and the two Dromios, as well as from their Coleridge has furnished the philosophy of being constantly taken for each other by all just criticism upon 'The Comedy of those who see them, it is difficult, without a Errors' in a note, which we shall copy en- painful effort of attention, to keep the chatire from his 'Literary Remains:'

racters distinct in the mind. And again, on “ The myriad-minded man, our, and all the stage, either the complete similarity of men's Shakspere, has in this piece presented their persons and dress must produce the us with a legitimate farce in exactest con- same perplexity whenever they first enter, sonance with the philosophical principles or the identity of appearance which the and character of farce, as distinguished from story supposes will be destroyed. We still, comedy and from entertainments. A proper however, having a clue to the difficulty, can farce is mainly distinguished from comedy tell which is which, merely from the conby the licence allowed, and even required, in tradictions which arise as soon as the dif* See Sydney's . Defence of Poesy.'

ferent parties begin to speak; and we are



indemnified for the perplexity and blunders appears to us that every one of an audience into which we are thrown, by seeing others of “The Comedy of Errors,' who keeps his thrown into greater and almost inextricable eyes open, will, after he has become a little ones.” Hazlitt has here, almost undesign-familiar with the persons of the two Antiedly, pointed out the source of the pleasure pholuses and the two Dromios, find out some which, with an effort of attention,”—not a

clue by which he can detect a difference be" painful effort,” we think, ,-a reader or spec- tween each, even without “the practical contator of "The Comedy of Errors' is sure to tradictions which arise as soon as the difreceive from this drama. We have “a clue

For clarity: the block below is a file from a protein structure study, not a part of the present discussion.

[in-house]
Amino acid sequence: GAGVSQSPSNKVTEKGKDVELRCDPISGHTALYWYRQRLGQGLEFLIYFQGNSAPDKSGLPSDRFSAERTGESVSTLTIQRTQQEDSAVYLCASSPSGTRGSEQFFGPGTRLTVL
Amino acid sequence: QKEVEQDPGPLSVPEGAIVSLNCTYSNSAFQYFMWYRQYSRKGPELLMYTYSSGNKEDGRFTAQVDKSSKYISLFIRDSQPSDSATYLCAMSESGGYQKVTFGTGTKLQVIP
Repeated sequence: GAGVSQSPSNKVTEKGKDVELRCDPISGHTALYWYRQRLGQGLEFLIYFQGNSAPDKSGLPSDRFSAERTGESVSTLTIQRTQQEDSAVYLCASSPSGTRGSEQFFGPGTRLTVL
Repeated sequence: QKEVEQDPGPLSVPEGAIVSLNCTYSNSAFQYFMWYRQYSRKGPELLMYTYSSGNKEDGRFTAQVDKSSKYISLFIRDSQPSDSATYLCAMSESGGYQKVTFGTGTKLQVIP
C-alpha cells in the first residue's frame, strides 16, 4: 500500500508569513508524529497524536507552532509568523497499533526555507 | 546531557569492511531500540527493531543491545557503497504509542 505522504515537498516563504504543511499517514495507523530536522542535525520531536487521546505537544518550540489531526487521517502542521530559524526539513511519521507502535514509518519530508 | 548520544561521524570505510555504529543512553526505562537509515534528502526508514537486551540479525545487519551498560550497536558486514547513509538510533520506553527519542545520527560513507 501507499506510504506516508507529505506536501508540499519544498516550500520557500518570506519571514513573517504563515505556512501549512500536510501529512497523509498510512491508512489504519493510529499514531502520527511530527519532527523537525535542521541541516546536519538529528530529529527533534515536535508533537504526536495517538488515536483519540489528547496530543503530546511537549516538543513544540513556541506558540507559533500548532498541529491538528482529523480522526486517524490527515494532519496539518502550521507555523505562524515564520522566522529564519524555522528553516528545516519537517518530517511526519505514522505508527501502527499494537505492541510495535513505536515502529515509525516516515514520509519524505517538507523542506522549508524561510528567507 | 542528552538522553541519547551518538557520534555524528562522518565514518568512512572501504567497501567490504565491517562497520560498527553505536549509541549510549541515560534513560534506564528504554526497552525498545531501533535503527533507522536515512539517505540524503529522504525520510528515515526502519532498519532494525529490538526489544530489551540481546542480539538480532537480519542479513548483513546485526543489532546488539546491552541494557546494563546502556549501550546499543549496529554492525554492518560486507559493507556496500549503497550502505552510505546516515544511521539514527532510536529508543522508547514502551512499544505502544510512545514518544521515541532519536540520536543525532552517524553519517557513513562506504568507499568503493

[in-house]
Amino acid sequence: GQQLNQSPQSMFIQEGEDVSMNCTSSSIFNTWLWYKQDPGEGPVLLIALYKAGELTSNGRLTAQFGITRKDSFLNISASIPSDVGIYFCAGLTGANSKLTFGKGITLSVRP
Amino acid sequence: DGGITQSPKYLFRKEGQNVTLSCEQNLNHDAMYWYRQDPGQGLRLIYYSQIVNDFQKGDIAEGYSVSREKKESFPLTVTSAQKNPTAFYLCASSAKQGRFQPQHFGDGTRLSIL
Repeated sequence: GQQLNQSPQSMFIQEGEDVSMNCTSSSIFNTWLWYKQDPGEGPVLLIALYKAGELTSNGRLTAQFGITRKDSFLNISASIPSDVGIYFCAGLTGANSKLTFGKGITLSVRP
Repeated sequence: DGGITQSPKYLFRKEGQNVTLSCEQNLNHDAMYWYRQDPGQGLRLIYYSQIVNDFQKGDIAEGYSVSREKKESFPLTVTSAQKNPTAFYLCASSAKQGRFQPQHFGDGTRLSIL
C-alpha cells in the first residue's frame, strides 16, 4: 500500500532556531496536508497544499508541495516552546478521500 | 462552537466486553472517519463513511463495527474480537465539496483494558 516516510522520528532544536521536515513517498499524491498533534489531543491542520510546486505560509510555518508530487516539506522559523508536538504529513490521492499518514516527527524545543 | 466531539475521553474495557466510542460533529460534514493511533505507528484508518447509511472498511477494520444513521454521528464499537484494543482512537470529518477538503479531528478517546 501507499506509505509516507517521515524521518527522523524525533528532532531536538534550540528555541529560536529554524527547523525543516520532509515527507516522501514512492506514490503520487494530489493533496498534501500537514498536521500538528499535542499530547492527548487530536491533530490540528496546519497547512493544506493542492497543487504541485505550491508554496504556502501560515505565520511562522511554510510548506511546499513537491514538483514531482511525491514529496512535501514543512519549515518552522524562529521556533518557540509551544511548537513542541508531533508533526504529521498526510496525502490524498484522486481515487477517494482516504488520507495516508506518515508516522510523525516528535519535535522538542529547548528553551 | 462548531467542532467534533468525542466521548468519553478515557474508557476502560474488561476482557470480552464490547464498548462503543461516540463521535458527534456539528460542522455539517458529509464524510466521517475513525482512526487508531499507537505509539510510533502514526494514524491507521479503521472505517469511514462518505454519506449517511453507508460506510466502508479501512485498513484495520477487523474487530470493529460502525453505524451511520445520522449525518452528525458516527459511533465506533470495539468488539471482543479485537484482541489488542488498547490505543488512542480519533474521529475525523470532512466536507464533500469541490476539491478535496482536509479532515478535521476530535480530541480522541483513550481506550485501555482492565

ferent parties begin to speak.” Schlegel to the difficulty;"—we know more than the says, “In such pieces we must always preactors in the drama ;-we may be a little suppose, to give an appearance of truth to perplexed, but the deep perplexity of the the senses at least, that the parts by which characters is a constantly increasing triumph

the misunderstandings are occasioned are to us. We have never seen the play; but

played with masks: and this the poet, no one who has seen it thus describes the effect:

doubt, observed.” Whether masks, properly “ Until I saw it on the stage (not mangled so called, were used in Shakspere's time in into an opera), I had not imagined the ex

the representation of this play, we have some tent of the mistakes, the drollery of them,

doubt. But, unquestionably, each pair of their unabated continuance, till, at the end of persons selected to play the twins must be the fourth act, they reached their climax of the same height,—with such general rewith the assistance of Dr. Pinch, when the

semblances of the features as may be made audience in their laughter rolled about like

to appear identical by the colour and false Mr. Brown adds, with great truth,

hair of the tiring-room--and be dressed with “ To the strange contrast of grave astonish- apparently perfect similarity. But let every ment among the actors, with their laughable

care be taken to make the deception perfect, situations in the eyes of the spectators, who